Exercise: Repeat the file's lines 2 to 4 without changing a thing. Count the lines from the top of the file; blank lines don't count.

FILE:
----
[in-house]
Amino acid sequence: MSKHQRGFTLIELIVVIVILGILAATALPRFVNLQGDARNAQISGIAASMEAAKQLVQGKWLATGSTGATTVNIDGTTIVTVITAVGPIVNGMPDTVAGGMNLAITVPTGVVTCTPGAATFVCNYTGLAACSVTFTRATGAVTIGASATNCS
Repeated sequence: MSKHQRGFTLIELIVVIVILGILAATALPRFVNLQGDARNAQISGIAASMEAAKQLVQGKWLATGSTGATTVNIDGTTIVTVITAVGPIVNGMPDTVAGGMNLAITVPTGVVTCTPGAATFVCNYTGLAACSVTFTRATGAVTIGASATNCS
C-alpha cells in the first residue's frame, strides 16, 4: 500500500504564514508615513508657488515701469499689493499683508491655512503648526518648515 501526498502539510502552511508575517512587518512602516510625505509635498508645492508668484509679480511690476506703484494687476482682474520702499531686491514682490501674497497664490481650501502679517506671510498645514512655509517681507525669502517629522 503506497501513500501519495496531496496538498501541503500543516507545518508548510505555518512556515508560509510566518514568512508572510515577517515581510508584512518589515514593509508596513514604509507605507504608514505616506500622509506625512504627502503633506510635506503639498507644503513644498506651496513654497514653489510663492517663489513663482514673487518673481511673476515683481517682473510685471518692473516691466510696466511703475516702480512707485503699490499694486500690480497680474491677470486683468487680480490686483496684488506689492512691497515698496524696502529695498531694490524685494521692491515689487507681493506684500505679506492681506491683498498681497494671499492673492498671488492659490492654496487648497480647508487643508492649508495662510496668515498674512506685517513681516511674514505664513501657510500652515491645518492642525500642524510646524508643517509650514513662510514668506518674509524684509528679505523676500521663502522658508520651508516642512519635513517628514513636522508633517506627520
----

Amino acid sequence: MSKHQRGFTLIELIVVIVILGILAATALPRFVNLQGDARNAQISGIAASMEAAKQLVQGKWLATGSTGATTVNIDGTTIVTVITAVGPIVNGMPDTVAGGMNLAITVPTGVVTCTPGAATFVCNYTGLAACSVTFTRATGAVTIGASATNCS
Repeated sequence: MSKHQRGFTLIELIVVIVILGILAATALPRFVNLQGDARNAQISGIAASMEAAKQLVQGKWLATGSTGATTVNIDGTTIVTVITAVGPIVNGMPDTVAGGMNLAITVPTGVVTCTPGAATFVCNYTGLAACSVTFTRATGAVTIGASATNCS
C-alpha cells in the first residue's frame, strides 16, 4: 500500500504564514508615513508657488515701469499689493499683508491655512503648526518648515 501526498502539510502552511508575517512587518512602516510625505509635498508645492508668484509679480511690476506703484494687476482682474520702499531686491514682490501674497497664490481650501502679517506671510498645514512655509517681507525669502517629522 503506497501513500501519495496531496496538498501541503500543516507545518508548510505555518512556515508560509510566518514568512508572510515577517515581510508584512518589515514593509508596513514604509507605507504608514505616506500622509506625512504627502503633506510635506503639498507644503513644498506651496513654497514653489510663492517663489513663482514673487518673481511673476515683481517682473510685471518692473516691466510696466511703475516702480512707485503699490499694486500690480497680474491677470486683468487680480490686483496684488506689492512691497515698496524696502529695498531694490524685494521692491515689487507681493506684500505679506492681506491683498498681497494671499492673492498671488492659490492654496487648497480647508487643508492649508495662510496668515498674512506685517513681516511674514505664513501657510500652515491645518492642525500642524510646524508643517509650514513662510514668506518674509524684509528679505523676500521663502522658508520651508516642512519635513517628514513636522508633517506627520